Cross-country ski clothing has a difficult task to perform. It must keep you warm in the snow while also allowing you to cool down as you generate body heat from the activity. Seems somewhat contradictory and near impossible, doesn’t it?
Choosing cross-country skiing equipment that protects you from the elements while making sure you don’t overheat is important, and the key is to wear multiple lightweight layers. Doing this allows for both warmth and versatility, as you can add or remove layers as needed.
We’re going to take a deep dive into exactly what you need for cross-country ski gear, but before we do, here is a snapshot of the fundamentals:
- The base layer: Your first layer of clothing needs to dry quickly to handle the sweat you’ll create. As a result, you should opt for synthetic material.
- Middle layers: Your next layers are all about warmth, which is why we recommend fleece or a lightweight jacket.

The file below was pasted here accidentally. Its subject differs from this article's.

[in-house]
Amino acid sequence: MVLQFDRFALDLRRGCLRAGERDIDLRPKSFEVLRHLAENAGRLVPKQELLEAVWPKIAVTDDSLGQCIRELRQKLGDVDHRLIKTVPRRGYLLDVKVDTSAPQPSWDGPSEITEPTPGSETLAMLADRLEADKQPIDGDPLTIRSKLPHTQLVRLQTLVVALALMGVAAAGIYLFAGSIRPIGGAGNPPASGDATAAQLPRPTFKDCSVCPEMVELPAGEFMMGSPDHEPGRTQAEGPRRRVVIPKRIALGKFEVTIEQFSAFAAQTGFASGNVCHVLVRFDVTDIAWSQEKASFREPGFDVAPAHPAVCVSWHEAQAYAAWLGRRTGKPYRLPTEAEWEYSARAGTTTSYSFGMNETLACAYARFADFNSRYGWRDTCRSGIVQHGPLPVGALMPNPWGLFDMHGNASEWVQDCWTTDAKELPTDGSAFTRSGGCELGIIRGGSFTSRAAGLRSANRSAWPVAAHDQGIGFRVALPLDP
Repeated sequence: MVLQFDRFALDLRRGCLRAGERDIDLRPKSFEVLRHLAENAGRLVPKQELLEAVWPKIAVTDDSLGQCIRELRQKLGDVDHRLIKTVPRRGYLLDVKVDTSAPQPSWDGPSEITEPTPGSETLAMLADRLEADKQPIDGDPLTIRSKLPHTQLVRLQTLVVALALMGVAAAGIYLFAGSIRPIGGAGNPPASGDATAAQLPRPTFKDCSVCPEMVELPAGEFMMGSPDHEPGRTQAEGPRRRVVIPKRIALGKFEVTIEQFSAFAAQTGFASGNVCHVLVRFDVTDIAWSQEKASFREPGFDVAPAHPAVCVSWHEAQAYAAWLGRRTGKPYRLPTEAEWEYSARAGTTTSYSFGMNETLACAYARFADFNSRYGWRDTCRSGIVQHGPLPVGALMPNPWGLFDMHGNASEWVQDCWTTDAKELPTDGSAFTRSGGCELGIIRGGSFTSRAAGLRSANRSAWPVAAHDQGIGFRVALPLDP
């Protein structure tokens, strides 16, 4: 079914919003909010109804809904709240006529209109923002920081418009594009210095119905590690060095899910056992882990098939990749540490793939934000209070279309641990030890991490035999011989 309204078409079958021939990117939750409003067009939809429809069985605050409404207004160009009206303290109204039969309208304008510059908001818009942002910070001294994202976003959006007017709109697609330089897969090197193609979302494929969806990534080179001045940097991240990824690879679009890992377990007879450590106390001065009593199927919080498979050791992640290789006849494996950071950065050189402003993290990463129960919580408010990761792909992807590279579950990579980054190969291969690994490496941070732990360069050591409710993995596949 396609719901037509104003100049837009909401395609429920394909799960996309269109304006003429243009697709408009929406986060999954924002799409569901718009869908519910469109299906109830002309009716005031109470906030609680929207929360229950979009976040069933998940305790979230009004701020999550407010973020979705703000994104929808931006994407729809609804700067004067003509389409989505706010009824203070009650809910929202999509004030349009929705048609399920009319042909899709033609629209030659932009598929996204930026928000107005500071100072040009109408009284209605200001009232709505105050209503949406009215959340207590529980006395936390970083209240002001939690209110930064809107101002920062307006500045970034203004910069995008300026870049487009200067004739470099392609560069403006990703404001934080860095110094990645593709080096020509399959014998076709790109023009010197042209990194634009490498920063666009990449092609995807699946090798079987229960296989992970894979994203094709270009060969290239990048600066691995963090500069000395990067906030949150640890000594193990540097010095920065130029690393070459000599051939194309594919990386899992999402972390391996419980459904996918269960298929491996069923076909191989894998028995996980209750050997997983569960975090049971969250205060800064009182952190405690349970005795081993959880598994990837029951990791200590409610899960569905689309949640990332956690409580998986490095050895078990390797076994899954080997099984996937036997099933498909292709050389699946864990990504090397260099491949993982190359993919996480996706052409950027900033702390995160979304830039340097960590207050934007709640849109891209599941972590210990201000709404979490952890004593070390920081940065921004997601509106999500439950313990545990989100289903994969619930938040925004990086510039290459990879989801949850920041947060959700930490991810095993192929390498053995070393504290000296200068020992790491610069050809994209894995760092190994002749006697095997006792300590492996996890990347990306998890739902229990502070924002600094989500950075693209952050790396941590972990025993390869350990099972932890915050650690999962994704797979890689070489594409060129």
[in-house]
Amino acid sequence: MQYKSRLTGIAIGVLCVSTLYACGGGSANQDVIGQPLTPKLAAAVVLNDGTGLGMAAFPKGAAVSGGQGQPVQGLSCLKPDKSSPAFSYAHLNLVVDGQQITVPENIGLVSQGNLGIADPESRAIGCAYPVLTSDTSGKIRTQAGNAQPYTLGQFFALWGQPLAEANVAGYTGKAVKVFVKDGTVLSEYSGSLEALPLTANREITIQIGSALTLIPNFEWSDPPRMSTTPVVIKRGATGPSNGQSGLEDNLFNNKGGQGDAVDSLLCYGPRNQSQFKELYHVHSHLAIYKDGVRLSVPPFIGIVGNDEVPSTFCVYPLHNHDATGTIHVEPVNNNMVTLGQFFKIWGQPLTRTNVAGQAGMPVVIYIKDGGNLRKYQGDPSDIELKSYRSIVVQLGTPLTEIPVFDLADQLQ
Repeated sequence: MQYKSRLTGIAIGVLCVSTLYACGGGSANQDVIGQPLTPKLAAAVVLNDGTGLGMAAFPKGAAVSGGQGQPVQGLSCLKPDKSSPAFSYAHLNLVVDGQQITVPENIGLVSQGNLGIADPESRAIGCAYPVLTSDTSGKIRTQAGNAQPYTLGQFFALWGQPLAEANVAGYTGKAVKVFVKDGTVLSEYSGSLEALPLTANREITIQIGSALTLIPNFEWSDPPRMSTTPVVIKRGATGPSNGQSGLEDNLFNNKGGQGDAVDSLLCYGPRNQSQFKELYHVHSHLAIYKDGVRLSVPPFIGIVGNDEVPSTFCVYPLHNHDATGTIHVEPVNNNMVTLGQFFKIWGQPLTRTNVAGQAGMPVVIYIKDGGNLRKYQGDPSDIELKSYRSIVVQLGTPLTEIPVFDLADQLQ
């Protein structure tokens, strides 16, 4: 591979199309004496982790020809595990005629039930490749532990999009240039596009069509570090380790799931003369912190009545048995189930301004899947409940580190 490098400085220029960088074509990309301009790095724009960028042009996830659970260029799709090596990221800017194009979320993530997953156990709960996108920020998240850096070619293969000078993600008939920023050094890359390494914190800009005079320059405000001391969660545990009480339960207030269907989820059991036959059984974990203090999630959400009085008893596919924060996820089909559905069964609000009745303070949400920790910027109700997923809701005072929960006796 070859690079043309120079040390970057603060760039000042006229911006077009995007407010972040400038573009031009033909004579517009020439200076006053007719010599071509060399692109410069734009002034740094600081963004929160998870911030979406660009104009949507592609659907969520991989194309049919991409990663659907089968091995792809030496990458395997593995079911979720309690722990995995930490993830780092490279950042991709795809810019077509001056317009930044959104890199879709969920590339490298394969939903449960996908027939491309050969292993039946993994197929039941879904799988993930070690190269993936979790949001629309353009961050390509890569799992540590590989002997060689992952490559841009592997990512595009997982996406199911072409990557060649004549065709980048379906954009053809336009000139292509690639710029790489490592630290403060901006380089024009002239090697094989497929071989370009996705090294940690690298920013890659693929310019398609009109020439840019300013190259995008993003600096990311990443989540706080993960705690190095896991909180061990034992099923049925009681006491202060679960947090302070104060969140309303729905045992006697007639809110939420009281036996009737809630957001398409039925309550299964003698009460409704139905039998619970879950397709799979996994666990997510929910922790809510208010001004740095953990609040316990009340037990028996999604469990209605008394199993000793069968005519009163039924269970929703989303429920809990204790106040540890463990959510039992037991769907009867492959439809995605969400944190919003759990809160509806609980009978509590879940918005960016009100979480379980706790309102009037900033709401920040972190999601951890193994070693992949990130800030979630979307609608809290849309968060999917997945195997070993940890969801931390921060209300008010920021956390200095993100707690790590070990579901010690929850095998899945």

- An outer layer: Sometimes referred to as a “shell,” your outer layer jacket needs to be breathable, water-resistant, and windproof
How to stay comfortable in cross-country ski clothing
The secret to maintaining your comfort while cross-country skiing is being proactive. The reason why we suggest an outfit with easy-to-adjust layers is to make sure your temperature is quickly customisable. There is no need to wait until things get too cold or hot to change your clothing; it’s easier to stay comfortable than trying to become less uncomfortable!
Extra layers may be required for extended or overnight trips, and it’s a good idea to have some spares in case things get too wet. Dry clothing is like gold when you are cross-country skiing! Always make sure your outfit is versatile, ensuring it is easy to adjust or regulate your temperature. Zips and vents are your best friends!
Start With Base Layers
The base layer (first layer) needs to be comfortable and form-fitting; however, it should not restrict your movement. Base layers made of polyesters like workout tights, yoga pants or thermal underwear are popular options that will do the job.
Some key considerations for base layers include:
- Choosing materials that wick moisture away from your skin and dry quickly. If your sweat soaks your clothing, you’ll get cold quicker. Try to avoid cotton as it absorbs sweat and takes longer to dry.